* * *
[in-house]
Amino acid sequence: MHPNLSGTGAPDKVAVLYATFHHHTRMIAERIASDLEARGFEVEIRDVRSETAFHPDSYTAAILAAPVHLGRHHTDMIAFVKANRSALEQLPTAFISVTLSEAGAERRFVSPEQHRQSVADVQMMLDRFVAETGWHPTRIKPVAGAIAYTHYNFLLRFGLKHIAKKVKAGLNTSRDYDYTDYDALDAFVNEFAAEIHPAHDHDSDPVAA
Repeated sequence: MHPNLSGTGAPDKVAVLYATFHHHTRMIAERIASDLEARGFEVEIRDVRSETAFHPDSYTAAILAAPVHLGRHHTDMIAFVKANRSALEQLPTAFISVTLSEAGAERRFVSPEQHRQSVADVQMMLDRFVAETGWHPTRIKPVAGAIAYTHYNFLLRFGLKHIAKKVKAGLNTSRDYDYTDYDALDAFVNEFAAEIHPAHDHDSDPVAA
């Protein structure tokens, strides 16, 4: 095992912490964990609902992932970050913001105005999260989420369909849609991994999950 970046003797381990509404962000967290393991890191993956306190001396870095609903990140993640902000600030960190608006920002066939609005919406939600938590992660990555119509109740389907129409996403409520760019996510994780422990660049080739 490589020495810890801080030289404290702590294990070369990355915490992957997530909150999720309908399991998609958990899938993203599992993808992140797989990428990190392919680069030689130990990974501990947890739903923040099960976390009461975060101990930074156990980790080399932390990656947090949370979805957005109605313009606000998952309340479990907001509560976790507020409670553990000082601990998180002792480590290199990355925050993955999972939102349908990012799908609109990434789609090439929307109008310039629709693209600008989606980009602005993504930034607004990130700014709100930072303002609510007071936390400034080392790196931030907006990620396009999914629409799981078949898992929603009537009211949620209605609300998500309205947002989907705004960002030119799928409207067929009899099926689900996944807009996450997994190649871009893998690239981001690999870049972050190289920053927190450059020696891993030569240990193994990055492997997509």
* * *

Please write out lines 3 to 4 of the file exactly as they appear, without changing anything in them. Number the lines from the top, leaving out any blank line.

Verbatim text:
Repeated sequence: MHPNLSGTGAPDKVAVLYATFHHHTRMIAERIASDLEARGFEVEIRDVRSETAFHPDSYTAAILAAPVHLGRHHTDMIAFVKANRSALEQLPTAFISVTLSEAGAERRFVSPEQHRQSVADVQMMLDRFVAETGWHPTRIKPVAGAIAYTHYNFLLRFGLKHIAKKVKAGLNTSRDYDYTDYDALDAFVNEFAAEIHPAHDHDSDPVAA
């Protein structure tokens, strides 16, 4: 095992912490964990609902992932970050913001105005999260989420369909849609991994999950 970046003797381990509404962000967290393991890191993956306190001396870095609903990140993640902000600030960190608006920002066939609005919406939600938590992660990555119509109740389907129409996403409520760019996510994780422990660049080739 490589020495810890801080030289404290702590294990070369990355915490992957997530909150999720309908399991998609958990899938993203599992993808992140797989990428990190392919680069030689130990990974501990947890739903923040099960976390009461975060101990930074156990980790080399932390990656947090949370979805957005109605313009606000998952309340479990907001509560976790507020409670553990000082601990998180002792480590290199990355925050993955999972939102349908990012799908609109990434789609090439929307109008310039629709693209600008989606980009602005993504930034607004990130700014709100930072303002609510007071936390400034080392790196931030907006990620396009999914629409799981078949898992929603009537009211949620209605609300998500309205947002989907705004960002030119799928409207067929009899099926689900996944807009996450997994190649871009893998690239981001690999870049972050190289920053927190450059020696891993030569240990193994990055492997997509």